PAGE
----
Say hello to Brittany Salley-Rains! Brittany is a proud Cottonwood Institute alumnus currently living it up and exploring the great outdoors in Montana! We had a chance to catch up with her recently to see what she has been up to and hear how her time spent with Cottonwood Institute and CAP has influenced her life looking back years later.
What are you up to these days?
Well! These days I am in the thick of an Accelerated Bachelor’s of Science in Nursing program in Great Falls, Montana. When I am finished here, I will fulfill a two year commitment to work in a critical access/critical shortage health care facility while continuing on towards a Doctor of Nursing Practice. Enjoying the vast wilderness here in Montana is a big part of my life and whenever I can, I am hiking, biking and bike touring, camping, and playing in the wild spaces here.
What CI program(s) did you take?
I did the Community Adventure Program (CAP) at New Vista High School in 2004-2005 as well as being involved in the Endangered Wolves Project, and the Earth Knack: Stone Age Survival Project.
What do you remember most about your Cottonwood Institute (CI) experience?
I remember doing the service projects during the overnight camping trips and and extended courses. Fence-building and post-hole digging were hard work! But it felt so incredible to see our accomplishments at the end and to give back for all that we had learned from the host organizations.
What were the coolest skills you learned from CI that you have showed your friends and family?
I still use principles of the one match fire all the time when I am camping and I certainly use some of the knots we were taught. But mostly I think the principles of sustainability and self-sufficiency are what have really stuck. Experiences on the Endangered Wolves Project and the Earth Knack courses absolutely led me to become a gardener, and a chicken person, and think critically about what I consume and where it comes from.
Lastly, the Sit Spot activity was very impactful to me. I so appreciate the opportunity to practice this now when I am in a wild place or just if I am feeling overwhelmed. I think it is a great way to not only open your senses and tune into what is happening around but also cultivate some awareness of yourself and what you are experiencing.
Looking back now, how has your CI experience impacted you long-term?
Being a part of Cottonwood Institute and CAP as a high school student allowed a unique opportunity for me to think critically about my impact on my community and some areas that I could effect change. Specifically, it provided the opportunity to take part in brainstorming/creating, implementing, and evaluating a community intervention to a group identified environmental, sustainability or footprint issue. It introduced ideas and skills regarding community and relationship building and how to mobilize resources to effect change in my community. It fostered self-efficacy and personal responsibility unlike any other extracurricular activity I participated in. I felt ownership over the projects I took part in and ultimately was personally invested in their success because myself and other students were involved and leading the initiative from beginning to end.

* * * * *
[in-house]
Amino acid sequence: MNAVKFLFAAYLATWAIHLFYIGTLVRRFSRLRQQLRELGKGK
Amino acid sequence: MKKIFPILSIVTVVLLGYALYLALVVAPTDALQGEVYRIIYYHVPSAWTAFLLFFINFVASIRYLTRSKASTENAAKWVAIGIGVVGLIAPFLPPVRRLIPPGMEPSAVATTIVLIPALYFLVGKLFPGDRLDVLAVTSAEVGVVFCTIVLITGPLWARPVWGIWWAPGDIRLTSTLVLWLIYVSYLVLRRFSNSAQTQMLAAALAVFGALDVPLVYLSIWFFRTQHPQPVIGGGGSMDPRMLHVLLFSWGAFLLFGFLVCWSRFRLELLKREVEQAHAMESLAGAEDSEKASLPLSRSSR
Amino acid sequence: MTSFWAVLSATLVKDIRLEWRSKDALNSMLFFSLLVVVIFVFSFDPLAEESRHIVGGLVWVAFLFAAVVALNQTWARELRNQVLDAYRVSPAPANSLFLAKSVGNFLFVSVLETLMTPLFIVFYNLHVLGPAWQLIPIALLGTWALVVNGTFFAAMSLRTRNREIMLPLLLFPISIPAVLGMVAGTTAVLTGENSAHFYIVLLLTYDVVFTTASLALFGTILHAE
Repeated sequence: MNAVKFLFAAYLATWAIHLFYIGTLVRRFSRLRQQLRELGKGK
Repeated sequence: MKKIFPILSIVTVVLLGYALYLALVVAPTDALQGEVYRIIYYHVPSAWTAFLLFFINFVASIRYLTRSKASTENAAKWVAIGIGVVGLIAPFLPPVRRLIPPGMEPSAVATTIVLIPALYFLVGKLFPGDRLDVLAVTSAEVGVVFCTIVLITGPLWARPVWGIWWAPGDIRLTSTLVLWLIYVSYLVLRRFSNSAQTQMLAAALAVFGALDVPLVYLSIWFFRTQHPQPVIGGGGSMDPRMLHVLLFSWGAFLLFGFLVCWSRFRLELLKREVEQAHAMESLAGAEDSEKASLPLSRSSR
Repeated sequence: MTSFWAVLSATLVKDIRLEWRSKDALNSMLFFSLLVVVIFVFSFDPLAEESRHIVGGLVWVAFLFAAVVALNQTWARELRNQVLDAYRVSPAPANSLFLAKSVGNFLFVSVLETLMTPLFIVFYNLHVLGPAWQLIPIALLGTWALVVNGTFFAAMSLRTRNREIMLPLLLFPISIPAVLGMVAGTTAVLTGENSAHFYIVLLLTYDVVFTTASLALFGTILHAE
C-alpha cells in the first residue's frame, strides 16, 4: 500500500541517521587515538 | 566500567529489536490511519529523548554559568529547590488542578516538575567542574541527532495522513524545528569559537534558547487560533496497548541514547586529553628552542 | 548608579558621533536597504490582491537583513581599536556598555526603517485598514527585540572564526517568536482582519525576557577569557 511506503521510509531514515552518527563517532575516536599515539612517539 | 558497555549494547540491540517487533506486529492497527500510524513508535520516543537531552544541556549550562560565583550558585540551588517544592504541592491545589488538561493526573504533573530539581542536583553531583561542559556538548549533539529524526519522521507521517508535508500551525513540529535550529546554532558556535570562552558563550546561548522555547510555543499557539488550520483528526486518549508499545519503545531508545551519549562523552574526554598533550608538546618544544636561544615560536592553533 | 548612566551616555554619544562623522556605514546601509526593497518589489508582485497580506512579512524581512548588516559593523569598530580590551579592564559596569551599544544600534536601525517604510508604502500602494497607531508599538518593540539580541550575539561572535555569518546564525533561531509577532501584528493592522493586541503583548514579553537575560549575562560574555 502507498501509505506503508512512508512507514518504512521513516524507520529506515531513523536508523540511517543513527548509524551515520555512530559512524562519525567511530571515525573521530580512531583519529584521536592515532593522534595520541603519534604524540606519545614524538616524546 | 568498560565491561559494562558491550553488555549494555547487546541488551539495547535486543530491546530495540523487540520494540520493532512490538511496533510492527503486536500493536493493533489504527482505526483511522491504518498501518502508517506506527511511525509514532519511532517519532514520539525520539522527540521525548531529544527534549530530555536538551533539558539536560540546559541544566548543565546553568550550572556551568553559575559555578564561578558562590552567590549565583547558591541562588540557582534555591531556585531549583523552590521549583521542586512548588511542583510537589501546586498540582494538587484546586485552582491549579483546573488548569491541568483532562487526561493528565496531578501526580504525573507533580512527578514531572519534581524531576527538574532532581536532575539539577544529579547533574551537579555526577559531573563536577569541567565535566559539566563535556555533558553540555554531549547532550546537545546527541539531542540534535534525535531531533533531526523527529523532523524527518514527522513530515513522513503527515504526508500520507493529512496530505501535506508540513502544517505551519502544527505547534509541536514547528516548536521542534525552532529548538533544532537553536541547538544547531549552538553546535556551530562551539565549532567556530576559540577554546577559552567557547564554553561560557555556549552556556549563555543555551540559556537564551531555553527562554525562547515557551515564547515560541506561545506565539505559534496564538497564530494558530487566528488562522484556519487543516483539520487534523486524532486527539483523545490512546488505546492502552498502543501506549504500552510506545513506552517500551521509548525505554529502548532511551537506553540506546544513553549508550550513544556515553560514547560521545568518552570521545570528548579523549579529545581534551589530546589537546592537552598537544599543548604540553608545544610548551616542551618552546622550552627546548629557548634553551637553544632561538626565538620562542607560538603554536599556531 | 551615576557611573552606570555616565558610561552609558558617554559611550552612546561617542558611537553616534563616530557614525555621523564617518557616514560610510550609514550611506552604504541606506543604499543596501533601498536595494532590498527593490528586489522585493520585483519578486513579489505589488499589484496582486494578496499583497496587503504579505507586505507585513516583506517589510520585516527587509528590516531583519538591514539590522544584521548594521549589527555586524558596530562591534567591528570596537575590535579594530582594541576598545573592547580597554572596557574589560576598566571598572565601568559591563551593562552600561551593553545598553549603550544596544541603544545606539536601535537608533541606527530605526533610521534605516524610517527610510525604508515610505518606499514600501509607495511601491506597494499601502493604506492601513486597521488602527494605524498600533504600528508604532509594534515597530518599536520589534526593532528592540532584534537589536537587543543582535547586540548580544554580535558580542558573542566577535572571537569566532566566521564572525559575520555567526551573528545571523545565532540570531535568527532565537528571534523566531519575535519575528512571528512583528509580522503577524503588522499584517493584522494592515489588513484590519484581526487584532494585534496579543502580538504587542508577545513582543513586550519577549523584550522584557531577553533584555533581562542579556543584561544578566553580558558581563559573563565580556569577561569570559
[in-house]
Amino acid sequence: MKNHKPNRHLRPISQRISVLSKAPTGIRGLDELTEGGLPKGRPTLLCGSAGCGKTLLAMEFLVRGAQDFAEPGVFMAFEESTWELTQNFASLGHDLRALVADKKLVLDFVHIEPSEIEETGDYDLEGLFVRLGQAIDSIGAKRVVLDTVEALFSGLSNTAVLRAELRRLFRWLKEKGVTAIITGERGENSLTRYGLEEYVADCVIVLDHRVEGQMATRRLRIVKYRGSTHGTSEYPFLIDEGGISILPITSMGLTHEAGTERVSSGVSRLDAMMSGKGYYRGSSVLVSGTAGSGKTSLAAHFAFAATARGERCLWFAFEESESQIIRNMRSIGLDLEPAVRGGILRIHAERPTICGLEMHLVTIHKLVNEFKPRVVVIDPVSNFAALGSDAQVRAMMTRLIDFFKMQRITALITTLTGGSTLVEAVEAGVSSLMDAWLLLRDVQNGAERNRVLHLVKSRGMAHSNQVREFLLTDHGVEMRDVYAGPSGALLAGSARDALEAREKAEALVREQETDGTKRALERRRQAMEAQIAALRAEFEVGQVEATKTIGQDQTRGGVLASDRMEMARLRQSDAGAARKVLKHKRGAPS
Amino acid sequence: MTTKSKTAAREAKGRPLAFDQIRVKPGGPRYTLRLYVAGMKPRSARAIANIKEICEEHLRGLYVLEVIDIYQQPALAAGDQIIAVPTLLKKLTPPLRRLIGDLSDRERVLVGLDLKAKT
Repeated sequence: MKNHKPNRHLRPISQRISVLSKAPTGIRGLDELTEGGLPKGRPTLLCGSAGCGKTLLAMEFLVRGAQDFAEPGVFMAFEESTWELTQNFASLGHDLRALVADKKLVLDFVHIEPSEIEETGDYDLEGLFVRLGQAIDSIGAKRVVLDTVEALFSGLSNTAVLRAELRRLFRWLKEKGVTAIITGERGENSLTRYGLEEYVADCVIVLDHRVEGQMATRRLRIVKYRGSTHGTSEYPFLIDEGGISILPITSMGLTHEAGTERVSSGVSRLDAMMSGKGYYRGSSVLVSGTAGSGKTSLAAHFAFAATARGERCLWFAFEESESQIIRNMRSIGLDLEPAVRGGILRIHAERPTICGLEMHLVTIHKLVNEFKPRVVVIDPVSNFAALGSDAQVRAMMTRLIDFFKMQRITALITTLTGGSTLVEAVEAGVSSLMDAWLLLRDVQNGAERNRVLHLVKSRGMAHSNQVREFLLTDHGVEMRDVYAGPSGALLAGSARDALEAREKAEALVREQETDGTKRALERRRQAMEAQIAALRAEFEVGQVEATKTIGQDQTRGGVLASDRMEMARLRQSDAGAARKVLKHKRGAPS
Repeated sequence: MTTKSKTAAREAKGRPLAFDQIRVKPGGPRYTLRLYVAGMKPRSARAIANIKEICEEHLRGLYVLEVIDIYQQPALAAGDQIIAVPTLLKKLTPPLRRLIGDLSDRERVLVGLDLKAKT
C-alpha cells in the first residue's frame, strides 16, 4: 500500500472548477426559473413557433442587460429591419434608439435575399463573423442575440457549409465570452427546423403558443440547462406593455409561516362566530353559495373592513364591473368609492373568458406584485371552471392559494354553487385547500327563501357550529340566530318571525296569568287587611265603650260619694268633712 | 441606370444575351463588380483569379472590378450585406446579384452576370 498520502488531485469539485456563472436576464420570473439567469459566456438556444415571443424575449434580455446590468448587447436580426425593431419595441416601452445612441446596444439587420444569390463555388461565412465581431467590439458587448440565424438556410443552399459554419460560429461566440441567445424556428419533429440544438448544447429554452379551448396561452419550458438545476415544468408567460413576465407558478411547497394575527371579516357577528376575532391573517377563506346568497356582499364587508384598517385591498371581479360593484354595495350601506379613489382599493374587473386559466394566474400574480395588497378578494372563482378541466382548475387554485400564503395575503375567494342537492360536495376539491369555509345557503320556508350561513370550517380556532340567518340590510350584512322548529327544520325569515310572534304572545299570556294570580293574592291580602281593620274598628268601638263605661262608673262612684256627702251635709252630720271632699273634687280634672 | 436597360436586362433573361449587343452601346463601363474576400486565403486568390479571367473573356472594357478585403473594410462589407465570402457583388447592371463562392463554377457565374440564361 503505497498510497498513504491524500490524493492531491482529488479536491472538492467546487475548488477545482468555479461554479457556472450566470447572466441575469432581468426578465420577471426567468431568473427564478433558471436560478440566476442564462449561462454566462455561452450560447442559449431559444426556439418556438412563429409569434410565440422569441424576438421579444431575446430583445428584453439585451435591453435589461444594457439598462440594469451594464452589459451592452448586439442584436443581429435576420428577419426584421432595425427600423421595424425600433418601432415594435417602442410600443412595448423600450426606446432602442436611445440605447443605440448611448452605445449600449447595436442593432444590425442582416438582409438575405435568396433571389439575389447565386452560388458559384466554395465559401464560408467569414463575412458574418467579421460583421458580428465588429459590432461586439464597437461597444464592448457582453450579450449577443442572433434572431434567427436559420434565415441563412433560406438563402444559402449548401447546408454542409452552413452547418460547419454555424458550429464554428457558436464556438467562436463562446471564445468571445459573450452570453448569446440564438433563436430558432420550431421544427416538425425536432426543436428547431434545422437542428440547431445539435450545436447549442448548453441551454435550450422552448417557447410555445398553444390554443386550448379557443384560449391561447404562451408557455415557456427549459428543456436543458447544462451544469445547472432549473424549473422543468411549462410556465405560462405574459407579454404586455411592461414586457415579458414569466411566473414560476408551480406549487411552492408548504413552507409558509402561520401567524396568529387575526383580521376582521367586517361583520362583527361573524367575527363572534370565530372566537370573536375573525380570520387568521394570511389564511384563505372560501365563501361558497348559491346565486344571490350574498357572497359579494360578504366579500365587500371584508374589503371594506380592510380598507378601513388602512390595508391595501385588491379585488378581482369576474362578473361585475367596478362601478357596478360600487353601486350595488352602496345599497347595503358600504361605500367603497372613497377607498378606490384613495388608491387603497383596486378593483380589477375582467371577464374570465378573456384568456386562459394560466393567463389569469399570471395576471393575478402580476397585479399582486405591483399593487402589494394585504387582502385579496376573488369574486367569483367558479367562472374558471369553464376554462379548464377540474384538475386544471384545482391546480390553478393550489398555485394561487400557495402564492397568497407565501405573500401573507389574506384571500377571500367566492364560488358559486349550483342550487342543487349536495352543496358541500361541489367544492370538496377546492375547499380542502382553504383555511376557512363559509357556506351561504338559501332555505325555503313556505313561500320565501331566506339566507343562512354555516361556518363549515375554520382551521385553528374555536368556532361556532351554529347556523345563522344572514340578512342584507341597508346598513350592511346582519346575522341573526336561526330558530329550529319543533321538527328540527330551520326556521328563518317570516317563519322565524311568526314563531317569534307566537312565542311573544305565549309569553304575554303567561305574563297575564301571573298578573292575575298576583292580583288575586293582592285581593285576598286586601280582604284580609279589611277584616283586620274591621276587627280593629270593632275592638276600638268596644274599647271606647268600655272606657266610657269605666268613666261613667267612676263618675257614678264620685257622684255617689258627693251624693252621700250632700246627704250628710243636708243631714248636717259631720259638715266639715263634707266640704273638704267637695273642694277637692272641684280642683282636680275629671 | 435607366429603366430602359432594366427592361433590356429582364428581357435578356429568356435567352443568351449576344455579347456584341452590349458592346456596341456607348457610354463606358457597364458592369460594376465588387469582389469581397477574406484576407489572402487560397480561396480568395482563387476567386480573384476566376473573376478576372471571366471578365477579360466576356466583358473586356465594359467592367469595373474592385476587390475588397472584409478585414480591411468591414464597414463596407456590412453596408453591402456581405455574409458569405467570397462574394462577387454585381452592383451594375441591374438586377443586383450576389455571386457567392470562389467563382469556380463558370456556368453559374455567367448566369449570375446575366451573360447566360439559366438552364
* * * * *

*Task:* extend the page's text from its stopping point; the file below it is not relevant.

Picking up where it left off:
How has your CI experience helped you create positive change in your community?
I think that my participation in this program instilled in me a belief that not only did I have a responsibility to be active in my community but also introduced skills to help me be effective in that capacity. Since CAP, I have built on these early experiences in non-profit work, fundraising, event organization, and advocacy that I have lead or participated in. CAP gave me the confidence, the opportunity, and the tools I needed.
Based on your CI experience, what advice would you give to other students?
As far as creating change in your community goes, use your resources! There are a lot of different people interested in your mission (whatever that may be) and getting their perspective and their expertise may just be as easy as reaching out. Speaking of different perspectives, diversity is good and leads to a stronger team. Respect differences as strengths.
Written by Brittany Salley-Rains, edited by CI Admin Coordinator, Vicki Whisenhunt
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